Oracle is pushing for a trial as early as January in its antitrust case over its Java code being used in Google’s Android operating system, according to court documents. The company said that it is concerned that Java is losing ground to Android and the faster it can seek relief, the better.
In a post about the filing, Florian Mueller, author of the FOSS Patents blog, said Oracle and Google filed a joint pre-trial statement to US District Judge William Alsup detailing their request for a trial date, among other things.
A trial was initially slated for the end of October 2011, but the court had a scheduling conflict. Google has said that it could be ready for a trial as late as July 2012.
“Google denies that it’s stalling and formally says that it ‘also proposes trying this case as early as possible’, but, given the complexity of the case and unspecified ‘scheduling issues for the Court, the parties, and counsel’, it argues that starting in January must be ruled out entirely and says that it may even be ‘difficult to conduct trial before July 2012.'”
Oracle claims that a trial needs to be held as soon as possible for the company to avoid further irreparable harm. Google continues to work to delay the case, asking that the court stay the case pending the result of ongoing patent re-examinations.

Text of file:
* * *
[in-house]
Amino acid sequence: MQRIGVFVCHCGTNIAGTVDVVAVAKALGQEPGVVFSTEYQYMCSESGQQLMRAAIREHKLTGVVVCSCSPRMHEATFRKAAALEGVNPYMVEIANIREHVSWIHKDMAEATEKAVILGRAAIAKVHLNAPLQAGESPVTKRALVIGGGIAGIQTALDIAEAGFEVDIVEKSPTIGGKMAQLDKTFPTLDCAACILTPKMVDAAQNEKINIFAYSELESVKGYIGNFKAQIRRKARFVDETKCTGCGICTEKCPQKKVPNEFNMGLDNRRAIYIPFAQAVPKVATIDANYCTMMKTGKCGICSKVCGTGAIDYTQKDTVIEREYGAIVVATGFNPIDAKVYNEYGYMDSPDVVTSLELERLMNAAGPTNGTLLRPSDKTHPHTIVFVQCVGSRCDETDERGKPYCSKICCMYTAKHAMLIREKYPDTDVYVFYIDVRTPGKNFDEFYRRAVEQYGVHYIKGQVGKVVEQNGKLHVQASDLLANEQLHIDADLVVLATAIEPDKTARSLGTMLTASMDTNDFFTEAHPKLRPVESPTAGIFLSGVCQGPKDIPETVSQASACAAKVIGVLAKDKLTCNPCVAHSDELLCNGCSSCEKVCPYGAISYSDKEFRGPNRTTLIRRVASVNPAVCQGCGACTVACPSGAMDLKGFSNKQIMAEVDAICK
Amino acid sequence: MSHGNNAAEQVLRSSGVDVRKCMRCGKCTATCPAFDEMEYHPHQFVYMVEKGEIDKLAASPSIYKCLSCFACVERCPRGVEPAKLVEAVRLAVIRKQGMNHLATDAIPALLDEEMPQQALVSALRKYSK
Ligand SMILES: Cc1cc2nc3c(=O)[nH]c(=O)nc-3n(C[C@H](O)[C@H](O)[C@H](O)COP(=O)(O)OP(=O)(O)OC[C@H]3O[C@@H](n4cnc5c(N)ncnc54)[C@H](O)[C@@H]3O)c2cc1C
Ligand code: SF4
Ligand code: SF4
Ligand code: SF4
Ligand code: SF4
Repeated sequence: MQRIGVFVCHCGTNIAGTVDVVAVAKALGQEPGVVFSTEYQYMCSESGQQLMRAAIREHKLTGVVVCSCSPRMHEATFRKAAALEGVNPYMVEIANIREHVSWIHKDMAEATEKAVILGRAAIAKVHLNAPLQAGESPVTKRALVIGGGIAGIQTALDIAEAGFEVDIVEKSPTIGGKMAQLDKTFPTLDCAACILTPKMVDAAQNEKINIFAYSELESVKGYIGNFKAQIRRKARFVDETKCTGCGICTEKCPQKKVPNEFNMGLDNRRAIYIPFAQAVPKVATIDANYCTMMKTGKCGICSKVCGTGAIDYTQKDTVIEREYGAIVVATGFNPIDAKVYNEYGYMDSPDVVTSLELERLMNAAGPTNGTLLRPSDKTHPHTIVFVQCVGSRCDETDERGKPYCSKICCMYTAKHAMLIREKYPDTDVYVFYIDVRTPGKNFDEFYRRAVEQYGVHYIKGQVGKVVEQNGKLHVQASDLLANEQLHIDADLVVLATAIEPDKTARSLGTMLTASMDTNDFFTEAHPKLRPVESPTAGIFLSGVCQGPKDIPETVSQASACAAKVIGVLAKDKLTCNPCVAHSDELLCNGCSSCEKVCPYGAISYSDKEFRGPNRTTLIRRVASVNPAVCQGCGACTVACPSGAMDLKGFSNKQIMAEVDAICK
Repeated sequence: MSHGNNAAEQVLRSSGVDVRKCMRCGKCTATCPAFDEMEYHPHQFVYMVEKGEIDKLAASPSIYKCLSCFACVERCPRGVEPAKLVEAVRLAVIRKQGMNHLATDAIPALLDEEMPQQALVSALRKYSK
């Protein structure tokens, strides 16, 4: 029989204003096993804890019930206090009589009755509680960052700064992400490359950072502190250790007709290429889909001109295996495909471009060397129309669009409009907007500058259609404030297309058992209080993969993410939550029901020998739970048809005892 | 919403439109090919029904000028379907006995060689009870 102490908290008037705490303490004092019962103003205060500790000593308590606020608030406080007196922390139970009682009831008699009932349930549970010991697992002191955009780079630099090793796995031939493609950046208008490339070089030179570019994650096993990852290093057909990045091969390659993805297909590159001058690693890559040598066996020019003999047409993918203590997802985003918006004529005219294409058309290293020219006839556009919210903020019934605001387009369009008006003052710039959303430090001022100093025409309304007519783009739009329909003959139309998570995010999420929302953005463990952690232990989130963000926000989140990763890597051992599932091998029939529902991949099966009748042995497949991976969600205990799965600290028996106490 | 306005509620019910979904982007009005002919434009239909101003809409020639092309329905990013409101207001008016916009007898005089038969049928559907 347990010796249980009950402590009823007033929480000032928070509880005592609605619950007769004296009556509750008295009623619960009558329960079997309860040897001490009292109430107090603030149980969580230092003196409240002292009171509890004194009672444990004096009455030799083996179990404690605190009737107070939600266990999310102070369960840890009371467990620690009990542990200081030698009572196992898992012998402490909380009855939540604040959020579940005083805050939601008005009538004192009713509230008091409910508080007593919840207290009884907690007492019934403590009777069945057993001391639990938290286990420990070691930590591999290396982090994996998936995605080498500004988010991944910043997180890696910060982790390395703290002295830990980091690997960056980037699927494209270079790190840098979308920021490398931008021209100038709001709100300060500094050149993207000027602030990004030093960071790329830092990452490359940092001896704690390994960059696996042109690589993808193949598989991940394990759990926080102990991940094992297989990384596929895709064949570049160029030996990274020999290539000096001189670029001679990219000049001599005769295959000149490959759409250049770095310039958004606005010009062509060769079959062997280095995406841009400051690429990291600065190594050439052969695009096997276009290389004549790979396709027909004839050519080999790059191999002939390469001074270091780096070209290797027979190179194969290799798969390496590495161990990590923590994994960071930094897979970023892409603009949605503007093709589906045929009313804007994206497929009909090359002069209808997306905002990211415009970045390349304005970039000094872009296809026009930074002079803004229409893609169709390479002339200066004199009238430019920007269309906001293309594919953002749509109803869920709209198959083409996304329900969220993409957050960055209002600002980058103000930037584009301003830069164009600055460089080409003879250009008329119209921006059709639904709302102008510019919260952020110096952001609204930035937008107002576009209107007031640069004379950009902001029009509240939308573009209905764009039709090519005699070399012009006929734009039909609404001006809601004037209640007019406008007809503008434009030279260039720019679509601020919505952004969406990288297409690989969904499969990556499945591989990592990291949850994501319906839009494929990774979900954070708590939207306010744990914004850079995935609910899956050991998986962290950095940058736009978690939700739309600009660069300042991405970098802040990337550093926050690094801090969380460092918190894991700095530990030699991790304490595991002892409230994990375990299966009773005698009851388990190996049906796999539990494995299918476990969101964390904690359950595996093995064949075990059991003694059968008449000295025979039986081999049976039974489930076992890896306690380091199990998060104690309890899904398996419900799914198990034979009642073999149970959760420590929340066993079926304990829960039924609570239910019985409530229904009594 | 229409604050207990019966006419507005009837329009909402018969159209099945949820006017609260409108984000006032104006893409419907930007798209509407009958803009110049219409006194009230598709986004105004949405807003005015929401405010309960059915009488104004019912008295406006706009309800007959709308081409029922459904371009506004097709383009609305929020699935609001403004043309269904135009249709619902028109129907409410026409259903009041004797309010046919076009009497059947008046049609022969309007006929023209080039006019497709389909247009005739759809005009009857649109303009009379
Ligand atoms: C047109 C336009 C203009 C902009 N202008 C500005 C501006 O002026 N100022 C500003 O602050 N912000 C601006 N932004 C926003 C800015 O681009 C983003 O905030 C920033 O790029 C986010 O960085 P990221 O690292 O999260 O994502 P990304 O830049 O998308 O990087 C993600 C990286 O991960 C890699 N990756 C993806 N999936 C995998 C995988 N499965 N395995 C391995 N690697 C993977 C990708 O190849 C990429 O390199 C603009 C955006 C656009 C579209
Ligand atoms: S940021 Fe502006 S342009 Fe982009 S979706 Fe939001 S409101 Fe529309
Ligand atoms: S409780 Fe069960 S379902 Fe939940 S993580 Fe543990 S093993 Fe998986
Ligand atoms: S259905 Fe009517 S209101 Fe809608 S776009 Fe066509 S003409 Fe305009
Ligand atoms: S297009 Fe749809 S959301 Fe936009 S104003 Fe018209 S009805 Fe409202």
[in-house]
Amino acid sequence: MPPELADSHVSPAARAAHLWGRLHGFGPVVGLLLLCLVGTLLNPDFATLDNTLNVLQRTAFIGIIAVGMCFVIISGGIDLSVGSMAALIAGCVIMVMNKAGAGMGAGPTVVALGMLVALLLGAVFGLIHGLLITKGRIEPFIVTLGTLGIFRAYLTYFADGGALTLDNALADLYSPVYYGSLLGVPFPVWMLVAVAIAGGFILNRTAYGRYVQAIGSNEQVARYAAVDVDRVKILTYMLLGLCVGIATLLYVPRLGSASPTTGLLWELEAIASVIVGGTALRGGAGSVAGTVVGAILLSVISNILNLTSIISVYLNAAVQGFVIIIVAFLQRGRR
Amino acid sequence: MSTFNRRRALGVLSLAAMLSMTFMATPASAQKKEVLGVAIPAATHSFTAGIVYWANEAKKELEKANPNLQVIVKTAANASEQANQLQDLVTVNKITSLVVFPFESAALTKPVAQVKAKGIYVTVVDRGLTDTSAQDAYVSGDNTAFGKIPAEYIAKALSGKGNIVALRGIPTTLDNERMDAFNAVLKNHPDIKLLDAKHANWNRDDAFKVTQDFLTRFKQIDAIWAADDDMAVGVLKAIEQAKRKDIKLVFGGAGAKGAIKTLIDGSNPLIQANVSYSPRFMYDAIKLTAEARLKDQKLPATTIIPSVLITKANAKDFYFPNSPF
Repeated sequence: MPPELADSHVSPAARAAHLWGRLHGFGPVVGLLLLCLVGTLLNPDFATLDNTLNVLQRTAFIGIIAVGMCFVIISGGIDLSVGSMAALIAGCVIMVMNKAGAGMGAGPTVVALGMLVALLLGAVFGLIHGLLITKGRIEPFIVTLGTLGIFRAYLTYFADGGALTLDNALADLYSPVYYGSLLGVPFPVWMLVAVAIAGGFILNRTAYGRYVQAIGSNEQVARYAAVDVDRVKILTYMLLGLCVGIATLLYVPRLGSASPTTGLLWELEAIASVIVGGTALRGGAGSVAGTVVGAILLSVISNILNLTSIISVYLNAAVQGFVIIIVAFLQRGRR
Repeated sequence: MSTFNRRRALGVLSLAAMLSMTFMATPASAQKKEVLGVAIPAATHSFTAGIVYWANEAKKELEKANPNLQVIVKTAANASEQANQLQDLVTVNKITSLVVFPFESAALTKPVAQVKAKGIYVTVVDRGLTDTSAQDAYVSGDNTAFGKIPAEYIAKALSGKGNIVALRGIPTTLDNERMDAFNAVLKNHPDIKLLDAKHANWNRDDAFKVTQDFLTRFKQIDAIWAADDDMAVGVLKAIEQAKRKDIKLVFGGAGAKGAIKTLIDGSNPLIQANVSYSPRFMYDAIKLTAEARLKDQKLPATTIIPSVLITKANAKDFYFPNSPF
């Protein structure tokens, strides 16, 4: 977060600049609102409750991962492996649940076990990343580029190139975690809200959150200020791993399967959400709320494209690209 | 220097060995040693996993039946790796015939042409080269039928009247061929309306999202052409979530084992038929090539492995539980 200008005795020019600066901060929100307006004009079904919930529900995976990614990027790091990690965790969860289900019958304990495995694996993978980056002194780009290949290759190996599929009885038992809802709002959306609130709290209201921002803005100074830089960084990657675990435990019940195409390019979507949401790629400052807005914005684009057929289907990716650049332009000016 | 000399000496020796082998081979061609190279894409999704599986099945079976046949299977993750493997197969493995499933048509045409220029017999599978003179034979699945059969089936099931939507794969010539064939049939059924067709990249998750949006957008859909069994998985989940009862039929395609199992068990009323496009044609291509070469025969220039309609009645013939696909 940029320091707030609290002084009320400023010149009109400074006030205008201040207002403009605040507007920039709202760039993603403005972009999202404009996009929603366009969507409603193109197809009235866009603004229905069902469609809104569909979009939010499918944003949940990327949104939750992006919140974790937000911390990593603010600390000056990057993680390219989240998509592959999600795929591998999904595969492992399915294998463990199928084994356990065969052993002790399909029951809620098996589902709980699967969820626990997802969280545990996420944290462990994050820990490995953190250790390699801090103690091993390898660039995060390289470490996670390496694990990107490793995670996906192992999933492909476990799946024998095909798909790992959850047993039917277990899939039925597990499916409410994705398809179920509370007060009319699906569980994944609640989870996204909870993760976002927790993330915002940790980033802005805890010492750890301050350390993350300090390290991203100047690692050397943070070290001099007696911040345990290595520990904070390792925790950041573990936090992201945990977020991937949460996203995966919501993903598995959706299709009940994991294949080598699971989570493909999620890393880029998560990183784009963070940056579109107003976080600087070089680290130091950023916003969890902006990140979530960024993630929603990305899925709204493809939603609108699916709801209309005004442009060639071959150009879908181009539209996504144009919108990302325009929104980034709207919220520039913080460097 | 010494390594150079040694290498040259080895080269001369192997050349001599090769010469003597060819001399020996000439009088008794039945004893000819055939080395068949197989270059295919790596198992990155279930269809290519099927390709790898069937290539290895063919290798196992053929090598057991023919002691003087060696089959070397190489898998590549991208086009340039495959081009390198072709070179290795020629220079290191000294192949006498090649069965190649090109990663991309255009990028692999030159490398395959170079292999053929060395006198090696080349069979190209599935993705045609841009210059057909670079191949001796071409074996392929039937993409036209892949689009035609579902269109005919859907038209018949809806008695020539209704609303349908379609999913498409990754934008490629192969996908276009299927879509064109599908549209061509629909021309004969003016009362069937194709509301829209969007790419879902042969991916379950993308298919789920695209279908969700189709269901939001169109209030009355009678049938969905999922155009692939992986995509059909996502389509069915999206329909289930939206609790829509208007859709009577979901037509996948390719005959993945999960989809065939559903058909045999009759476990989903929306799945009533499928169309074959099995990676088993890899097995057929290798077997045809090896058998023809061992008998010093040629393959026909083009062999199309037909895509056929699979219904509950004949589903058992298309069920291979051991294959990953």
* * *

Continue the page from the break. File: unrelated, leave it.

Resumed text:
Oracle argues that not only is the company witnessing a mass migration of device manufacturers to Android, but that Java developers are following and turning to Android as well. Mueller pointed to this excerpt of Oracle’s filing:
“Android’s growth in the mobile device market has been exponential, steadily diminishing Java’s share. For instance, Amazon’s newly-released Kindle Fire tablet is based on Android, while prior versions of the Kindle were Java-based. Android has been gaining in other areas as well, with Android-based set-top boxes and even televisions appearing this year.
“These are markets where Java has traditionally been strong but is now losing ground to Android. The longer Android is allowed to continue fragmenting the Java ecosystem, the more serious the harm to Java becomes, and the more difficult it is to try to unwind. Oracle suffers harm in the form of lost licensing opportunities for its existing Java platform products, and the enterprise-wide harm from fragmentation of Java, which reduces the ‘write once, run anywhere’ capability that has historically provided Java such great value.”
Yet, Google argues that, in its own marketing, Oracle claims that Java boasts nine million developers and growing. Oracle acknowledges that Android has increased the number of Java developers in the world, but Oracle does not benefit from that because Android is an unlicensed and incompatible form of Java.
The judge’s ruling on the trial date is expected soon.
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